With all the money we have left over, we could:
- beef up our child protective services by requiring social workers to carry Master’s degrees, and pay them triple what they currently earn (this is what Canada does, by the way).
- fund heroin injection clinics so that hard-core drug addicts can have a safe place to go that will foster rehabilitation and recovery in ways that are actually effective. (check out my post here on how some large cities are doing this already)
- stake out child porn rings and crack cold-blooded murder cases with our bare hands!
- pay skilled counselors/mentors to recruit youth into programs designed to prevent crime and encourage education and industry
- pay more judges and staff to run a more efficient judicial system
With all the TIME we have left over, we could:
- schedule hearings closer together so we could handle more items on the docket in a year
- develop more intricate strategies at cracking real crime
- use parole officers for things like mentoring and crime-prevention maintenance, rather than tattle-tailing and babysitting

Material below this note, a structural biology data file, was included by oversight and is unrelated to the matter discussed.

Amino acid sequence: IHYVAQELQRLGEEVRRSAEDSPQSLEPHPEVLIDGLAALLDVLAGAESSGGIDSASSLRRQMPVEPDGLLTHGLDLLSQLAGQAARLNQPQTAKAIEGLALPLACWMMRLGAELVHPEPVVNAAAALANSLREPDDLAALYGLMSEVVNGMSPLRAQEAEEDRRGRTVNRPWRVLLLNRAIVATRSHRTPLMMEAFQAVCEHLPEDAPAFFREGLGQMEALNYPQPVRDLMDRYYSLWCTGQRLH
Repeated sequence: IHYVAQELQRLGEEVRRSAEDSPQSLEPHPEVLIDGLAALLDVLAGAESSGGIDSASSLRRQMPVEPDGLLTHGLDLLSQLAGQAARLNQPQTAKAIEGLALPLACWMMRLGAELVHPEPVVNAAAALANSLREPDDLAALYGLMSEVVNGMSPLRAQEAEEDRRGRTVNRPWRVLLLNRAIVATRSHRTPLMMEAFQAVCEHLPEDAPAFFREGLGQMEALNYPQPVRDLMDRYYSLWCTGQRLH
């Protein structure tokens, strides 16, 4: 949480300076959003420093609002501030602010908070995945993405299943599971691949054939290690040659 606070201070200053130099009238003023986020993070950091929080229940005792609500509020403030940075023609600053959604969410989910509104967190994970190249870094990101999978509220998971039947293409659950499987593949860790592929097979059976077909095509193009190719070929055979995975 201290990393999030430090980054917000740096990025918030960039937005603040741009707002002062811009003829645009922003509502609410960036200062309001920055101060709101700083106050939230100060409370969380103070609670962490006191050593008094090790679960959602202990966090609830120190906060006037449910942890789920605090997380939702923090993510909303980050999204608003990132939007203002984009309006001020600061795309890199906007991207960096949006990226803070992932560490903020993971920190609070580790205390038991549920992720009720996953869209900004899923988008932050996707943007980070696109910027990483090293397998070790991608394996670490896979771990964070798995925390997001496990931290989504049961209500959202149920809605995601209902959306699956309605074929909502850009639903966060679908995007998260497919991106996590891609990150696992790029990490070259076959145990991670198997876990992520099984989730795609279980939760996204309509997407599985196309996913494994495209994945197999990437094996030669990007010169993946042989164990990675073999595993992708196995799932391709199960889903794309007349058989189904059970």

I think there are probably a lot of things we could be doing with our state money, time, and resources to enhance the lives of our innocent, improve opportunities for our troubled, and give rehabilitation for our criminals.
I haven’t gotten into the actual effects of marijuana itself. I think as with anything, it can be good and bad. I think there is plenty of room for discussion here as well.
For today’s topic, I’m simply saying marijuana charges unnecessarily burden the system and pull resources away from otherwise more important issues, such as abuse, violence, negligence, battery, and neglect. To name a few.
I also haven't even TOUCHED on the effects that legalizing marijuana will have on minimizing the power among elite crime lords and cartels. That is also a fabulous topic for another day.
Suffice it to say, though, I voted “yes” on Prop 2 in my state to allow for recreational use, growth, distribution, and sale of marijuana because I think the illegality of it gums up the system. People with far worse issues need to be heard and handled, and this would really help that.
What do YOU think? How did YOU vote, and why?